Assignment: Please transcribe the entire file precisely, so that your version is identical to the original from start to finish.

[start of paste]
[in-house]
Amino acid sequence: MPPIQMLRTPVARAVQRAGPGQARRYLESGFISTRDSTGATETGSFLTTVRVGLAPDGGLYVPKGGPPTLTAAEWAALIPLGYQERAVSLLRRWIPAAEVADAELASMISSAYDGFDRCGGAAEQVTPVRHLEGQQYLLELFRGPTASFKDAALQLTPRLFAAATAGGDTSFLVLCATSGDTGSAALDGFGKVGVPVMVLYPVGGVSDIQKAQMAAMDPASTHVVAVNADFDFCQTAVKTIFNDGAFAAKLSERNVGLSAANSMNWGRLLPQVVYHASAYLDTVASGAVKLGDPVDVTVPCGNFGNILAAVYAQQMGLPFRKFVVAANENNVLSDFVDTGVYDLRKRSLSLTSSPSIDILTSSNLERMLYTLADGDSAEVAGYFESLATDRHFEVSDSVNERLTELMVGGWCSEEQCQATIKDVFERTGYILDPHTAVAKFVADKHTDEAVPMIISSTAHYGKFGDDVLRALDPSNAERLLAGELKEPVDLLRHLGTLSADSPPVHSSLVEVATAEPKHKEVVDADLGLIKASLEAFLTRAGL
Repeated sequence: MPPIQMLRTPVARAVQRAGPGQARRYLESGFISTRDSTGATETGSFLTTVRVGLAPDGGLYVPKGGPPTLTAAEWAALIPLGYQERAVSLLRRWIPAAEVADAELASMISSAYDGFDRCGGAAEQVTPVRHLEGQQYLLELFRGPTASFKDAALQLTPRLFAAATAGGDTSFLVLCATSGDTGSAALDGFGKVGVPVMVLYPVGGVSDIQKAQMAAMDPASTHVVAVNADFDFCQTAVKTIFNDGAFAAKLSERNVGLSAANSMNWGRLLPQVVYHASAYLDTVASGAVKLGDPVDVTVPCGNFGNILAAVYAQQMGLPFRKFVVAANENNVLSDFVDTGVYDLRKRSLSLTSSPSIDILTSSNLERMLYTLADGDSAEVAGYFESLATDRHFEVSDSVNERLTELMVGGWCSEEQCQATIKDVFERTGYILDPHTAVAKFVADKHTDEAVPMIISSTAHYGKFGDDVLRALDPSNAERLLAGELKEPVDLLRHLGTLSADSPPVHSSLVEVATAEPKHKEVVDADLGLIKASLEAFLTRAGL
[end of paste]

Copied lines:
[in-house]
Amino acid sequence: MPPIQMLRTPVARAVQRAGPGQARRYLESGFISTRDSTGATETGSFLTTVRVGLAPDGGLYVPKGGPPTLTAAEWAALIPLGYQERAVSLLRRWIPAAEVADAELASMISSAYDGFDRCGGAAEQVTPVRHLEGQQYLLELFRGPTASFKDAALQLTPRLFAAATAGGDTSFLVLCATSGDTGSAALDGFGKVGVPVMVLYPVGGVSDIQKAQMAAMDPASTHVVAVNADFDFCQTAVKTIFNDGAFAAKLSERNVGLSAANSMNWGRLLPQVVYHASAYLDTVASGAVKLGDPVDVTVPCGNFGNILAAVYAQQMGLPFRKFVVAANENNVLSDFVDTGVYDLRKRSLSLTSSPSIDILTSSNLERMLYTLADGDSAEVAGYFESLATDRHFEVSDSVNERLTELMVGGWCSEEQCQATIKDVFERTGYILDPHTAVAKFVADKHTDEAVPMIISSTAHYGKFGDDVLRALDPSNAERLLAGELKEPVDLLRHLGTLSADSPPVHSSLVEVATAEPKHKEVVDADLGLIKASLEAFLTRAGL
Repeated sequence: MPPIQMLRTPVARAVQRAGPGQARRYLESGFISTRDSTGATETGSFLTTVRVGLAPDGGLYVPKGGPPTLTAAEWAALIPLGYQERAVSLLRRWIPAAEVADAELASMISSAYDGFDRCGGAAEQVTPVRHLEGQQYLLELFRGPTASFKDAALQLTPRLFAAATAGGDTSFLVLCATSGDTGSAALDGFGKVGVPVMVLYPVGGVSDIQKAQMAAMDPASTHVVAVNADFDFCQTAVKTIFNDGAFAAKLSERNVGLSAANSMNWGRLLPQVVYHASAYLDTVASGAVKLGDPVDVTVPCGNFGNILAAVYAQQMGLPFRKFVVAANENNVLSDFVDTGVYDLRKRSLSLTSSPSIDILTSSNLERMLYTLADGDSAEVAGYFESLATDRHFEVSDSVNERLTELMVGGWCSEEQCQATIKDVFERTGYILDPHTAVAKFVADKHTDEAVPMIISSTAHYGKFGDDVLRALDPSNAERLLAGELKEPVDLLRHLGTLSADSPPVHSSLVEVATAEPKHKEVVDADLGLIKASLEAFLTRAGL